When China’s Labour Contract Law was implemented in 2008, it created quite a bang. The newly revised Labour Contract Law, which will go into effect on 1 July this year, is creating little more than a whimper. Photograph by firstname.lastname@example.org available under a creative commons license.
To mark the International Labour Organization’s World Day against Child Labour on 12 June this year, CLB has translated the tragic story reported in the Southern Daily "Child worker in Dongguan started working age 12 dies suddenly after sending home 500 yuan." Photograph of factory recruiters in Dongguan by CLB.
Geoffrey Crothall says the lackadaisical attitude towards workplace safety in China can no longer be tolerated, and officials, managers and the public must all heed workers’ calls for better conditions
The cost of labour in China has risen significantly over the last few years, prompting many low cost, labour intensive manufacturers to relocate to cheaper production areas such as Bangladesh and Cambodia.But while wages for factory workers in China have certainly increased, the rate of increase has not kept pace with that of higher income earners.
At least 119 people have been killed in a fire that swept through a poultry processing plant in the north-eastern province of Jilin on Monday morning, 3 June, the local authorities have confirmed. The doors to the plant were reportedly locked at the time of the fire. Photograph from Sina Weibo.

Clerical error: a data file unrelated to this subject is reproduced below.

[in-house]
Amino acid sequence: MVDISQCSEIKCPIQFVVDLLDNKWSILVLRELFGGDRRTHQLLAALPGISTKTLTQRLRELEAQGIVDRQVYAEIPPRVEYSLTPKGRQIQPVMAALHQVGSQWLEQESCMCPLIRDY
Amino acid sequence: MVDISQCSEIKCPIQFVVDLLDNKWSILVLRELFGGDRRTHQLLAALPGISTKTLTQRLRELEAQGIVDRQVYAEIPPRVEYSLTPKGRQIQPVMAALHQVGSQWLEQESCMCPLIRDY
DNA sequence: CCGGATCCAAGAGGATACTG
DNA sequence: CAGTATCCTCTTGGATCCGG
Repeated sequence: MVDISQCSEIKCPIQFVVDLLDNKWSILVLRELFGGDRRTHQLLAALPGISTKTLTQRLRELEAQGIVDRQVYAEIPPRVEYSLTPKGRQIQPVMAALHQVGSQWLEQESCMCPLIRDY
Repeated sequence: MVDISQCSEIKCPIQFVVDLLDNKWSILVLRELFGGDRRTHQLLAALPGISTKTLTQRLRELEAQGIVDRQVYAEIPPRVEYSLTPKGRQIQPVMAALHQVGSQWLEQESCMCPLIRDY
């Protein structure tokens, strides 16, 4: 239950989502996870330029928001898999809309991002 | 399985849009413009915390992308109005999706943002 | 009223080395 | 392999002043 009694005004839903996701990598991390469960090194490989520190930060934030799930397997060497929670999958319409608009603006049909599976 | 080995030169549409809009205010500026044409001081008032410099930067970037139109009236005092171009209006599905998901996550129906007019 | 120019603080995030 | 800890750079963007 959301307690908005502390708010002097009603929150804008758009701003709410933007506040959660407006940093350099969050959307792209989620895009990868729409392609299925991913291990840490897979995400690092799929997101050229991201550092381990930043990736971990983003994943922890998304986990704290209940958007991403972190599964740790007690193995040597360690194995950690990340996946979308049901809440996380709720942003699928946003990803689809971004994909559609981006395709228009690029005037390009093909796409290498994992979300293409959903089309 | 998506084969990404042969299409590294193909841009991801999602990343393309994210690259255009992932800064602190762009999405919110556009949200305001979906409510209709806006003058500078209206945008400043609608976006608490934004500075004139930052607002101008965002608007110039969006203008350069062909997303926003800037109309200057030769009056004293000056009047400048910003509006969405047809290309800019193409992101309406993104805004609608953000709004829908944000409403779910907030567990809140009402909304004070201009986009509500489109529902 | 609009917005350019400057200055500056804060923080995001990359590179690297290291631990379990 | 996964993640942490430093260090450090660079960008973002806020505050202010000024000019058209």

Two explosions at coal mines in southwest China over the weekend have left 40 miners dead and dozens injured, official media reported.
As the supply of female factory-workers dwindles, blue-collar women gain clout
Jennifer Cheung attends an arbitration hearing held in Guangzhou on the sacking of five employees at the Fortune 500 company International Paper after they staged a work to rule in protest at the company’s bonus offer. Photo of sacked workers with their lawyer Duan Yi outside the arbitration court.
Geoffrey Crothall says the HIT port workers' strike can be resolved, if the company is willing to negotiate with the dockers' union representatives on behalf of its contractors
The suicide nets are still there. Foxconn, the giant electronics manufacturing subcontractor, installed them in 2010, a year when fourteen workers died after jumping from the ledges and windows of crowded dormitories. In addition to the wide mesh nets, stretched low over the streets of Foxconn’s company towns, the corporation has twenty-four-hour “care centers,” “no suicide agreements,” and a psychological test to screen out potentially suicidal workers, charged to the job applicant. It has raised wages significantly, but only in the face of runaway inflation, steep hikes in the minimum wage, and mounting worker unrest. Media attention and pressure from Apple, one of its main customers, backed up by a program of regular factory audits, seem to be driving incremental improvements in working conditions.